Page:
Entropy change detection
GEOMATRIX UAB has automated a highly sensitive and efficient change detection method presented in on-line publication by a group of researchers from Federal Institute for Geosciences and Natural Resources (BGR). The method is based on assumption that sudden increases of entropy on a panchromatic image reflect appearance of certain objects in plain (i.e. "uniform") surfaces. While comparing (by subtraction) entropies of two images taken with sufficient period of time, changes in entropy clearly represent the areas where changes have occurred. As a mathematical function, entropy is used to measure the level of "disorder" within a certain sample of values - practically speaking, a certain entropy value is assigned to a pixel by measuring entropy of a sample of pixel values present in a window around that pixel. Entropy difference masks can be created in two different ways in order to extract two different categories of changes: (1) subtraction of earlier image entropy from the later image entropy indicates changes related to features that occurred and (2) subtraction of later image entropy from the earlier image entropy indicates changes related to features that disappeared during the time span between two dates. There are several advantages of this change detection method: (1) it only demands panchromatic images with the same pixel size and data depth, which means that any VHR satellite, aerial photo or even UAV imagery can be used after a few automated pre-processing steps; (2) change detection method has high sensitivity and allows automated classification of change types. The method is highly demanding for processing power and RAM but overall processing efficiency can be significantly improved by automated parallel processing. There are many obvious areas of use for entropy change detection in urban and agricultural applications, as well as dual-use intelligence gathering.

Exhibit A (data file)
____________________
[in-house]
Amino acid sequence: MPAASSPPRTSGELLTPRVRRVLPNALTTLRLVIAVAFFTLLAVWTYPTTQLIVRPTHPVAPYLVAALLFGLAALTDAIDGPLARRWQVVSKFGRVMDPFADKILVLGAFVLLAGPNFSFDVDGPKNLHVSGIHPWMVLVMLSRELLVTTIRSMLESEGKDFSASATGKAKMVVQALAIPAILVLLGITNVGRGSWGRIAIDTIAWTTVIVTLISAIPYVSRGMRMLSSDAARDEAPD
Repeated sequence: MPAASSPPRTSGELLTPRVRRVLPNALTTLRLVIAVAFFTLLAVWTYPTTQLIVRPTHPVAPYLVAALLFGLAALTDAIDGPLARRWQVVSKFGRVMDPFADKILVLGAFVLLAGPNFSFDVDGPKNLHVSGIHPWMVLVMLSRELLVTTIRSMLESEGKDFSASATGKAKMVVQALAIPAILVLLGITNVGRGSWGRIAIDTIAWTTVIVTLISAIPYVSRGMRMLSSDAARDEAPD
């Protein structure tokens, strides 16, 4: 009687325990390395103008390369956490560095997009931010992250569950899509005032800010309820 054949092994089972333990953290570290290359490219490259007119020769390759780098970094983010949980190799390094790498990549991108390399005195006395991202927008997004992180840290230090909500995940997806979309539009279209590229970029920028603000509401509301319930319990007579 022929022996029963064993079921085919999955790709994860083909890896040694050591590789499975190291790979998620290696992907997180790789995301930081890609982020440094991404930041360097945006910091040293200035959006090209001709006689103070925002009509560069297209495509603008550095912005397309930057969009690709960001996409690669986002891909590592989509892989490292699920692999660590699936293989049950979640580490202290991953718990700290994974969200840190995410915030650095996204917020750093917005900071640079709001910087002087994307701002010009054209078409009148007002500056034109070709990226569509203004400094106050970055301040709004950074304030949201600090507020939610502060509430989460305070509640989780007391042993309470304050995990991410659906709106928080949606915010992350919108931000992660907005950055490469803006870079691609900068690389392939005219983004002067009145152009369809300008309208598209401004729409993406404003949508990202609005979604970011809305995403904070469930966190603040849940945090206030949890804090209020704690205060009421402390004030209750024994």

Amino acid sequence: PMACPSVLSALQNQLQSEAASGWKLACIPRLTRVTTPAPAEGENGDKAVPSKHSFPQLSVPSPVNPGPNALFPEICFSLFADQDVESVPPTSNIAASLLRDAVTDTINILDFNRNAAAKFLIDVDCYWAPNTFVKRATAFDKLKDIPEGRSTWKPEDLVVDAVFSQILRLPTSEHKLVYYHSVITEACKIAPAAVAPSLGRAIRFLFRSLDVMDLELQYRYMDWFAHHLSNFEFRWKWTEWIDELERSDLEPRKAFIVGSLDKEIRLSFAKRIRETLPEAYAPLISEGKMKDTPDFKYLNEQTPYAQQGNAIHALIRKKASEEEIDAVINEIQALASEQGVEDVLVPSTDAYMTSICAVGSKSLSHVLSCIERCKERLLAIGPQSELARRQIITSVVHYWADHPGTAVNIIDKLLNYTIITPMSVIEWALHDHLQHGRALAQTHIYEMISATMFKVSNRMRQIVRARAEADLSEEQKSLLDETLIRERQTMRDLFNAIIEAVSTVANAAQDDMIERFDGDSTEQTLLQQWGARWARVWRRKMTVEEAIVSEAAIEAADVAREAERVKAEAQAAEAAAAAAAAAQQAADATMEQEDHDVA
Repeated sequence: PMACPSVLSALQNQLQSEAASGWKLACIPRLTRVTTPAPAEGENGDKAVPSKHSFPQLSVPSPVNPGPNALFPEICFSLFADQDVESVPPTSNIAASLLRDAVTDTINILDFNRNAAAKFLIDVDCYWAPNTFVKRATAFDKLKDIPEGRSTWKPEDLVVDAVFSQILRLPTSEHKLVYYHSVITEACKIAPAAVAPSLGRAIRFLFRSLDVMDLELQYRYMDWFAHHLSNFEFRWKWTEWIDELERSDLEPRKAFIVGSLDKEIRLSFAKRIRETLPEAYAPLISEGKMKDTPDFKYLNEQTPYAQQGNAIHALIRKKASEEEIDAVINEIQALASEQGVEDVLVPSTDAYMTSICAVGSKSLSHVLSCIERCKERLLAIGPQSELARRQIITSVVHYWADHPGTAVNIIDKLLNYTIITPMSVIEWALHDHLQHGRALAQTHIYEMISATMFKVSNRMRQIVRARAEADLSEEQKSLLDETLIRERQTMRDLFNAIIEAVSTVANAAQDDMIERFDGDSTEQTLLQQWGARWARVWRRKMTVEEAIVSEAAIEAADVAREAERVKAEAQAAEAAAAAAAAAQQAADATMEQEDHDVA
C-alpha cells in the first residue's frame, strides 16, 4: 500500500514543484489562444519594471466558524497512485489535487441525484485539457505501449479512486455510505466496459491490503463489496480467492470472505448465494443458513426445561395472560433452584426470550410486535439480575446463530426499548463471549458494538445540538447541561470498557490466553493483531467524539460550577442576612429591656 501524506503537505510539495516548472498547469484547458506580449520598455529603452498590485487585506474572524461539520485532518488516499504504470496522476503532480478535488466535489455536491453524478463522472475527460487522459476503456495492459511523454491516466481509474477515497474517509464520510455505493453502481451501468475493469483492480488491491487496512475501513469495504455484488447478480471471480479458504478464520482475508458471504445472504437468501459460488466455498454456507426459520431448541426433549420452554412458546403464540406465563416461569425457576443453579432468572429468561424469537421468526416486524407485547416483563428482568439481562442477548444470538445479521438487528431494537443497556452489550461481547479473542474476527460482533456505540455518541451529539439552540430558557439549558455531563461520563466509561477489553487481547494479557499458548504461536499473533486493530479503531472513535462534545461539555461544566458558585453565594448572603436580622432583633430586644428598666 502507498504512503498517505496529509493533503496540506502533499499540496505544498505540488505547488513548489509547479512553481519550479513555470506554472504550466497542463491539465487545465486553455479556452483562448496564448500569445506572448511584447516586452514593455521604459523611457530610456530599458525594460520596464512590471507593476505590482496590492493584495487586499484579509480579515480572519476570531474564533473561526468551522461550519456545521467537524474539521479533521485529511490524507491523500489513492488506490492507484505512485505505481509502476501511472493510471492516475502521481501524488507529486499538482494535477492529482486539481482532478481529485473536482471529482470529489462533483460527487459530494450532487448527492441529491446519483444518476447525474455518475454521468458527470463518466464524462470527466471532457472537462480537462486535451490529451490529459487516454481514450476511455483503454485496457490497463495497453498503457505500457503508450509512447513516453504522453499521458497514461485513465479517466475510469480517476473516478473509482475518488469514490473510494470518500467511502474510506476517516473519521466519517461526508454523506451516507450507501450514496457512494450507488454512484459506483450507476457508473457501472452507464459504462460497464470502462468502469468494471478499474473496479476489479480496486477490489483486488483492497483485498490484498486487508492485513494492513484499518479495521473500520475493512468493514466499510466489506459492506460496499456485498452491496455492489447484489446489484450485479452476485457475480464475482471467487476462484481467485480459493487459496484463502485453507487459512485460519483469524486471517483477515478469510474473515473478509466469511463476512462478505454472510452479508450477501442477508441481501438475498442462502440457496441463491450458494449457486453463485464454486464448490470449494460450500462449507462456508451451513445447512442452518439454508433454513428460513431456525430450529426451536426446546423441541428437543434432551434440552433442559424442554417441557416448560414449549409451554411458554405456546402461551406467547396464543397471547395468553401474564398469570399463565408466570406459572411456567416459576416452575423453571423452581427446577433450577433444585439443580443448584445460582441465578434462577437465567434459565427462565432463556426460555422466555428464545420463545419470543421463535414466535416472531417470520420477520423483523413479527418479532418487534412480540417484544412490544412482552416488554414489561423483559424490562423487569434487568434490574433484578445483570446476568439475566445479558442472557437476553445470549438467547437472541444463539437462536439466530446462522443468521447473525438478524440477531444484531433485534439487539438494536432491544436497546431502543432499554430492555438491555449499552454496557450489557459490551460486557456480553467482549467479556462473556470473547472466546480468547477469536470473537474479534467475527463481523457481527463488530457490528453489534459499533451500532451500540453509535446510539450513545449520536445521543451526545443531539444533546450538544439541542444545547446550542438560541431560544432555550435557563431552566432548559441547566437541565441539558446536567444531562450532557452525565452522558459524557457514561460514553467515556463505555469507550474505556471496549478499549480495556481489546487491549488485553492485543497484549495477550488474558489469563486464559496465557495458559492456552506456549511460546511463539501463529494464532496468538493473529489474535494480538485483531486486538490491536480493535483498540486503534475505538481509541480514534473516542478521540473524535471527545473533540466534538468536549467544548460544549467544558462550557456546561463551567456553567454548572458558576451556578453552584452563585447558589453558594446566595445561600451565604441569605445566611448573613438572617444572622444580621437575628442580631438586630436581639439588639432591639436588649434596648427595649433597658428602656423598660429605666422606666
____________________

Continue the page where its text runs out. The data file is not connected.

Examples on the left show a real case of entropy change detection if the suburban area of Warsaw: top left - fragment of panchromatic Ikonos (1m) image taken in 2002; top-right - it's entropy calculated using 9 m moving window; mid left - panchromatic Ikonos (1m) image taken in 2008; mid right - it's entropy; bottom - entropy change mask in colors intensity representing change numeric values overlaid with the second (2008) Ikonos image. Green-yellow tones indicate natural succession process in abandoned fields, while red tones clearly show new buildings (including even those already under construction in 2002).